Large group vs. small group meetings
From: Rob Sandelin (
Date: Fri, 27 Jan 95 16:58 CST
I am interested in ideas about where and how to draw boundaries between 
what is discussed and decided in whole group (large group) meetings and 
what is discussed and decided in small group (committee or board) 
meetings.  I am also interested in alternatives to large group meetings 
for decision making.

In my own community the boundary is yet to be well defined.  Sometimes 
we spend large group meetings dealing with tasks which would be better 
suited to a small group wasting considerable  time. Any ideas about 
criteria to use to determine the format for the decision?

Typically our process works like this.  An issue is taken up by a small 
group, they work out details, gather information and make a best 
recommendation to the large group who then discusses it further and 
then adopts it or sends it back to the small group for reworking.  
Small groups sometimes send out paper surveys to gather feedback from 
the whole group or drafts of proposals for feedback.

One thing I would like to figure out is how to let committees or task 
forces  just make decisions without having to go through the large 
group discussion.  Ideas about what sorts of things should be large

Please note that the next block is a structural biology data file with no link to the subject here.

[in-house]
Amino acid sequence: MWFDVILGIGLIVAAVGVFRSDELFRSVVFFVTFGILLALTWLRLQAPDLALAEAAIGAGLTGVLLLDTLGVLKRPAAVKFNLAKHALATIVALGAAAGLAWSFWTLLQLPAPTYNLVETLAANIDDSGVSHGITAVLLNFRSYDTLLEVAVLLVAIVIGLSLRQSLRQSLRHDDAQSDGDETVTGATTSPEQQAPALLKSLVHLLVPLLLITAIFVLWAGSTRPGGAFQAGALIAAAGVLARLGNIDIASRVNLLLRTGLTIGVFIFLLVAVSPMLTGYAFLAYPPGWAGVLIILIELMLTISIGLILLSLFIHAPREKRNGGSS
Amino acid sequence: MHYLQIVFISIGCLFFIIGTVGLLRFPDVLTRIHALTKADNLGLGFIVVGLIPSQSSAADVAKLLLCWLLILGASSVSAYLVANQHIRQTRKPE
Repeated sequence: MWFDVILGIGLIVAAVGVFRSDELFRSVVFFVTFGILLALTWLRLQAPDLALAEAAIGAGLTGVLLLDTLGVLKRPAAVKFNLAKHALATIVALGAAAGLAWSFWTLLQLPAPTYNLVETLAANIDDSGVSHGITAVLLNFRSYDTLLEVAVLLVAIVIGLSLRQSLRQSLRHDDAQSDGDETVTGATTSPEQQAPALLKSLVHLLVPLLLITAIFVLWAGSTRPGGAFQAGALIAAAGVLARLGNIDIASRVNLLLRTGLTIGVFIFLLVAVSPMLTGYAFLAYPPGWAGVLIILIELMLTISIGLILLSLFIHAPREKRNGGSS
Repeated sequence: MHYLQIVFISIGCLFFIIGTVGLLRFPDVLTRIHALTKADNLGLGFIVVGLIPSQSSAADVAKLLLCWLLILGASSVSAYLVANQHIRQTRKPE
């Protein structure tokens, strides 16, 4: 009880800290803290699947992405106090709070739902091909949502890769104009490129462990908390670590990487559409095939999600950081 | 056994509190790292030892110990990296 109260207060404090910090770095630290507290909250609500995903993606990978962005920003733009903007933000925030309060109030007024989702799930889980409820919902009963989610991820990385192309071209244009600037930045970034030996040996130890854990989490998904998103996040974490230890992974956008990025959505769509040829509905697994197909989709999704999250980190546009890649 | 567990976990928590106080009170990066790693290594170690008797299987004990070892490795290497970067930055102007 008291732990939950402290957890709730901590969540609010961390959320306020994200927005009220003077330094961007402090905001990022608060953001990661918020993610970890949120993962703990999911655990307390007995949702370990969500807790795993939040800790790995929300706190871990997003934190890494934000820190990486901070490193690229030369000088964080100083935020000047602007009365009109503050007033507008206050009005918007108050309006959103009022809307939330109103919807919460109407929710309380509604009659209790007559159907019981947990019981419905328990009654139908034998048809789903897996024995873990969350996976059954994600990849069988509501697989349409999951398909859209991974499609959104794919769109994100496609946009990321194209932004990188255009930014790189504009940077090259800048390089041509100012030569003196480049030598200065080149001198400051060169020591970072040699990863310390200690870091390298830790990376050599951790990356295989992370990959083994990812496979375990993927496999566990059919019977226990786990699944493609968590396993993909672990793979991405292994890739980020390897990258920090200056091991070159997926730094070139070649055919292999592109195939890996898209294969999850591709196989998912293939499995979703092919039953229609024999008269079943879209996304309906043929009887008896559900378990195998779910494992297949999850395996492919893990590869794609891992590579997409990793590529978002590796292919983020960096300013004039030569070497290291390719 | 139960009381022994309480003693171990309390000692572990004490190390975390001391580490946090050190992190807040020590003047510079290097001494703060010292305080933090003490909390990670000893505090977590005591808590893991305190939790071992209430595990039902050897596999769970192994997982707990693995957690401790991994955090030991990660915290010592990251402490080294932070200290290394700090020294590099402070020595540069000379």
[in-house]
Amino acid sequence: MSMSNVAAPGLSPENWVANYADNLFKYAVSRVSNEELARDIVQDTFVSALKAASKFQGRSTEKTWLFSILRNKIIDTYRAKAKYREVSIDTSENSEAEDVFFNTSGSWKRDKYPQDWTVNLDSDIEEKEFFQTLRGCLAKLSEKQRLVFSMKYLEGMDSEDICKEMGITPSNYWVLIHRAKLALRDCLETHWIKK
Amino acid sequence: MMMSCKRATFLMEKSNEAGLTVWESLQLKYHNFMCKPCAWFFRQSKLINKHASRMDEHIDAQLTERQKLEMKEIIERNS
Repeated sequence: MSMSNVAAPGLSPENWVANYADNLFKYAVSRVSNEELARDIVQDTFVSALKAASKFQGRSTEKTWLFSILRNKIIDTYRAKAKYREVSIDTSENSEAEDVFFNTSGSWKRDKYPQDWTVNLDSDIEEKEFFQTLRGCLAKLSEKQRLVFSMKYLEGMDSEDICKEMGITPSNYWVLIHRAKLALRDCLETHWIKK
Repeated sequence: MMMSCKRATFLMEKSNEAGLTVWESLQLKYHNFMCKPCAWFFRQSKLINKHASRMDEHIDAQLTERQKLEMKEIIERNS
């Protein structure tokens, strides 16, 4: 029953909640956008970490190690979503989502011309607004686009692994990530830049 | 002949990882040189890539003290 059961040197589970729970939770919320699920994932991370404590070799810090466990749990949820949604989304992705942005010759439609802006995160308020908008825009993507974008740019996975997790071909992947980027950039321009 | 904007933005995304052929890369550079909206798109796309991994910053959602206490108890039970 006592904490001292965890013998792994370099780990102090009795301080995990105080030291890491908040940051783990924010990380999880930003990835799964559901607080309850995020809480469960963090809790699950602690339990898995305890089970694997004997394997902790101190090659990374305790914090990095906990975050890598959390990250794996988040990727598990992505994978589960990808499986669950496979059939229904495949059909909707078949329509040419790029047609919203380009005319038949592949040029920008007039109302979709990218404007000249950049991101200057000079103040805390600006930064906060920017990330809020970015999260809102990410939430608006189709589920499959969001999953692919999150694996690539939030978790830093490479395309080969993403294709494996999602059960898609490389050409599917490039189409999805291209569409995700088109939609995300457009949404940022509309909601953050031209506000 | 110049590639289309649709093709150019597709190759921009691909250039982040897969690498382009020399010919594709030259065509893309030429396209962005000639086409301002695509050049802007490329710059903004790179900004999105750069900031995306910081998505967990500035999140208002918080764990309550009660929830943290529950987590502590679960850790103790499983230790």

group approved?

One radical side of me wants to propose that we do away with large 
group meetings entirely and only make decisions in small groups - 
assuming that all members are notified of the  agenda in advance and 
have access to all the minutes and notes.  In my experience thus far, 
large group meetings are the least productive of the  formats we use.  
I agree that holding gatherings for everyone is important and good, it 
just seems with 28 people all discussing things it is not a good format 
for making decisions or even having discussions.  Typically out of 28 
people, maybe only 10 really care about any given issue.  So why not 
let the 10 who really care about it meet and figure it out?  Granted, 
Sharingwood is pretty much settled and done. I mean once everything is 
built and all why have large group business meetings?  I'd rather spend 
large group time doing social bonding and fun stuff.

We sometimes use a paper consensus form that is passed around the 
community which has the issue clearly stated and a range of reply 
options such as YES! OK, Well I guess so, I need to talk about this, I 
don't think so,  NO!
Using this process and having anyone who replies with the last three 
responses above meet with the proposers of the issue  couldn't resolve 
most of the issues a settled community has to deal with.

Rob Sandelin
Preparing  myself  for a weekend marathon of meetings.

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